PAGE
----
Robert L. Sole; Brent L. Bedford

Abstract: The maritime mobile frequency band supports maritime communications worldwide. Appendix 18 of the ITU Radio Regulations (RR) defines the channels of the maritime mobile service. These channels support a variety of communication functions including: public correspondence, intership, ship-to-coast, coast- to-ship, port operations, calling and various safety purposes. Safety functions include distress, search and rescue, ship movement, navigation (bridge-to-bridge) communications, and maritime safety information broadcasts.

Mariners in the United States and other countries are experiencing interference on channels allocated to the above functions. The Radio Technical Commission for Maritime Services (RTCM) established Special Committee 117 to investigate the interference and determine if the International Electrotechnical (IEC) standard 1097-7 Global Maritime Distress and Safety System (GMDSS)-Part 7: Shipborne VHF Radiotelephone Transmitter and Receiver-Operational and Performance Requirements, Methods of Testing and Required Test Results would be sufficient to protect marine VHF radios from interference.

In support of this effort, NTIA, in coordination with the Coast Guard and RTCM SC-117, undertook a task to perform tests on commercial and recreational grade marine VHF radios to the IEC standard and perform radiated tests in areas where severe cases of interference are occurring. Laboratory testing of the radios to the IEC standard was performed in Boulder, Colorado. The radiated tests were performed in Savannah, Georgia on the Savannah River and on the Mississippi River in New Orleans, Louisiana. Mariners in both locations have been reporting cases of severe interference in the marine VHF band on the waterways for quite some time now. Some of the channels experiencing the interference are key channels used for safety and bridge-to-bridge communications. The interference is very disruptive to normal operations on the river and is distracting to the radio operators.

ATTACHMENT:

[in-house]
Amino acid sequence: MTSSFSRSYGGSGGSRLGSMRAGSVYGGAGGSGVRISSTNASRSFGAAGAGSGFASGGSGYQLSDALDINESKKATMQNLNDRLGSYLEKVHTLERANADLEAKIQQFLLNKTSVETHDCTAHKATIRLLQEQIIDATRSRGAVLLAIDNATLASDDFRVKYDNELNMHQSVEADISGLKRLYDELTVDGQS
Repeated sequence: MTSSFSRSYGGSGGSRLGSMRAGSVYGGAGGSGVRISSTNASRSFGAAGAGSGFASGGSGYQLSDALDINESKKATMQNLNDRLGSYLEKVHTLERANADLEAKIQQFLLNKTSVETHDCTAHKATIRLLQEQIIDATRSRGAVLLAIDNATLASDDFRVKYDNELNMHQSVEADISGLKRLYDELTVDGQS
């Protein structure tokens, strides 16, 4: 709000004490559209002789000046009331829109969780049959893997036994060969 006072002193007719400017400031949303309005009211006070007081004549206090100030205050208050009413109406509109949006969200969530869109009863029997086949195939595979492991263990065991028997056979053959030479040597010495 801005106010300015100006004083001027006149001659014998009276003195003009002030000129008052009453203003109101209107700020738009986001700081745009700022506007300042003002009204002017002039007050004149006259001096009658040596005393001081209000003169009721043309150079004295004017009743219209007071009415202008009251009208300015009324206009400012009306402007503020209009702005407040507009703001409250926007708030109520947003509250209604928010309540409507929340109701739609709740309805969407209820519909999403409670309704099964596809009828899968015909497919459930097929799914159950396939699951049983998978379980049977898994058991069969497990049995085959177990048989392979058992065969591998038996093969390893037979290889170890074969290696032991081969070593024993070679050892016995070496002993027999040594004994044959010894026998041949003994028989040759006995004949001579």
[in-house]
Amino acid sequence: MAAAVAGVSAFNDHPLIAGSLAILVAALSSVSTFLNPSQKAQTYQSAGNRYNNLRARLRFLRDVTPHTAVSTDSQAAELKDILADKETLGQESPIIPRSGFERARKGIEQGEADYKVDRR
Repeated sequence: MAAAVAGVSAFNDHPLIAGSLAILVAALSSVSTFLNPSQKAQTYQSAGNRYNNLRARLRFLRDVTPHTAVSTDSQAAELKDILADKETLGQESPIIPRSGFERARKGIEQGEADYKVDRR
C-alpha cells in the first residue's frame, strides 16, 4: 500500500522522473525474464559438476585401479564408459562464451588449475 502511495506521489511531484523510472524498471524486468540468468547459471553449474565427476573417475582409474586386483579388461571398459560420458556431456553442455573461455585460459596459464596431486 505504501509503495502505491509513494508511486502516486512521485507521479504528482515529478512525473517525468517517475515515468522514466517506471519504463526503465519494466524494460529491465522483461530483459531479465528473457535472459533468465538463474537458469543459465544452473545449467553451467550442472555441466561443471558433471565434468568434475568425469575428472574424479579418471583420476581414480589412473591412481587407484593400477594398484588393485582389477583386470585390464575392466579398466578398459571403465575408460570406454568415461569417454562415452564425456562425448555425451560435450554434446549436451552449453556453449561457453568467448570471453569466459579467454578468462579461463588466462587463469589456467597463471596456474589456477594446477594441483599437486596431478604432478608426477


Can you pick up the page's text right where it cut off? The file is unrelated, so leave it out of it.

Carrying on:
The performance of the radios was evaluated using the SINAD histograms and by listening to the radio during the tests. Radios that had histograms which showed a distribution of SINAD measurements to higher values for a greater percentage of time performed better than those radios that had low SINAD values for higher percentages of time. Some radios performed better in Savannah than New Orleans.

Keywords: front-end overload; marine radio testing; marine radio receiver standards; Global Maritime Distress and Safety System (GMDSS); intermodulation interference

For technical information concerning this report, contact:

Robert L. Sole

To request a reprint of this report, contact:

Ed Drocella, Chief,
Spectrum Engineering and Analysis Division
Office of Spectrum Management
National Telecommunications and Information Administration
(202) 482-1652

Disclaimer: Certain commercial equipment, components, and software may be identified in this report to specify adequately the technical aspects of the reported results. In no case does such identification imply recommendation or endorsement by the National Telecommunications and Information Administration, nor does it imply that the equipment or software identified is necessarily the best available for the particular application or uses.

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